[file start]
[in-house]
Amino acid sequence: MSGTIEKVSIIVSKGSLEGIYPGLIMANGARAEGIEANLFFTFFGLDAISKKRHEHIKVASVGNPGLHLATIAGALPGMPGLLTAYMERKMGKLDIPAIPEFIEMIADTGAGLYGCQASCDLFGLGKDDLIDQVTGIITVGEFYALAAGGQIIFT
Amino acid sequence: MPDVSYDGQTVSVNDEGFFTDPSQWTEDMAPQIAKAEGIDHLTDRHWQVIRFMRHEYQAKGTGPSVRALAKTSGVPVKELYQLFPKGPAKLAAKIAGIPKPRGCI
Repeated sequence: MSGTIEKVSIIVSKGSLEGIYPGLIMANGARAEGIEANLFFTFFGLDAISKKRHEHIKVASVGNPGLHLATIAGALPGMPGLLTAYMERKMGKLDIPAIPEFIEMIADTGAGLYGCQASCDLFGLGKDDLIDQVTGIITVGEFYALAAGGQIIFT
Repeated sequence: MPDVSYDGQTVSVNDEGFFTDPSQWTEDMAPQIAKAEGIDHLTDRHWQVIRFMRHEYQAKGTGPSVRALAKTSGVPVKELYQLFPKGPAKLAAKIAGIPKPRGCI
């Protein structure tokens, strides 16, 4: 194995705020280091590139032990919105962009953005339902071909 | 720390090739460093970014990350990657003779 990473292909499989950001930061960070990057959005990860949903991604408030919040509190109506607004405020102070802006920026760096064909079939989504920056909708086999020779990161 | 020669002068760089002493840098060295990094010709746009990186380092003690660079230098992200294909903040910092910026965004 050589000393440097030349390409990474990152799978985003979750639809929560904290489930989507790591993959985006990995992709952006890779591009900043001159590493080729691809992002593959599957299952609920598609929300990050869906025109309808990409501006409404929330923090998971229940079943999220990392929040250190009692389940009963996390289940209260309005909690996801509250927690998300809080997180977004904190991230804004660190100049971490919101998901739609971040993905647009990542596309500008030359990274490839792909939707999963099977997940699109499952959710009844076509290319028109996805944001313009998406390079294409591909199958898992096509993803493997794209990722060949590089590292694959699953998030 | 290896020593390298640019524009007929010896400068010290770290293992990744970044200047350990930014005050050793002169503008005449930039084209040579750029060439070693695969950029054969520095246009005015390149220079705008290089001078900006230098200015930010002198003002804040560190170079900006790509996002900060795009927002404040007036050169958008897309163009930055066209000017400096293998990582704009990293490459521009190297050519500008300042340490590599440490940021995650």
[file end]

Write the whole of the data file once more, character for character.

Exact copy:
[in-house]
Amino acid sequence: MSGTIEKVSIIVSKGSLEGIYPGLIMANGARAEGIEANLFFTFFGLDAISKKRHEHIKVASVGNPGLHLATIAGALPGMPGLLTAYMERKMGKLDIPAIPEFIEMIADTGAGLYGCQASCDLFGLGKDDLIDQVTGIITVGEFYALAAGGQIIFT
Amino acid sequence: MPDVSYDGQTVSVNDEGFFTDPSQWTEDMAPQIAKAEGIDHLTDRHWQVIRFMRHEYQAKGTGPSVRALAKTSGVPVKELYQLFPKGPAKLAAKIAGIPKPRGCI
Repeated sequence: MSGTIEKVSIIVSKGSLEGIYPGLIMANGARAEGIEANLFFTFFGLDAISKKRHEHIKVASVGNPGLHLATIAGALPGMPGLLTAYMERKMGKLDIPAIPEFIEMIADTGAGLYGCQASCDLFGLGKDDLIDQVTGIITVGEFYALAAGGQIIFT
Repeated sequence: MPDVSYDGQTVSVNDEGFFTDPSQWTEDMAPQIAKAEGIDHLTDRHWQVIRFMRHEYQAKGTGPSVRALAKTSGVPVKELYQLFPKGPAKLAAKIAGIPKPRGCI
């Protein structure tokens, strides 16, 4: 194995705020280091590139032990919105962009953005339902071909 | 720390090739460093970014990350990657003779 990473292909499989950001930061960070990057959005990860949903991604408030919040509190109506607004405020102070802006920026760096064909079939989504920056909708086999020779990161 | 020669002068760089002493840098060295990094010709746009990186380092003690660079230098992200294909903040910092910026965004 050589000393440097030349390409990474990152799978985003979750639809929560904290489930989507790591993959985006990995992709952006890779591009900043001159590493080729691809992002593959599957299952609920598609929300990050869906025109309808990409501006409404929330923090998971229940079943999220990392929040250190009692389940009963996390289940209260309005909690996801509250927690998300809080997180977004904190991230804004660190100049971490919101998901739609971040993905647009990542596309500008030359990274490839792909939707999963099977997940699109499952959710009844076509290319028109996805944001313009998406390079294409591909199958898992096509993803493997794209990722060949590089590292694959699953998030 | 290896020593390298640019524009007929010896400068010290770290293992990744970044200047350990930014005050050793002169503008005449930039084209040579750029060439070693695969950029054969520095246009005015390149220079705008290089001078900006230098200015930010002198003002804040560190170079900006790509996002900060795009927002404040007036050169958008897309163009930055066209000017400096293998990582704009990293490459521009190297050519500008300042340490590599440490940021995650």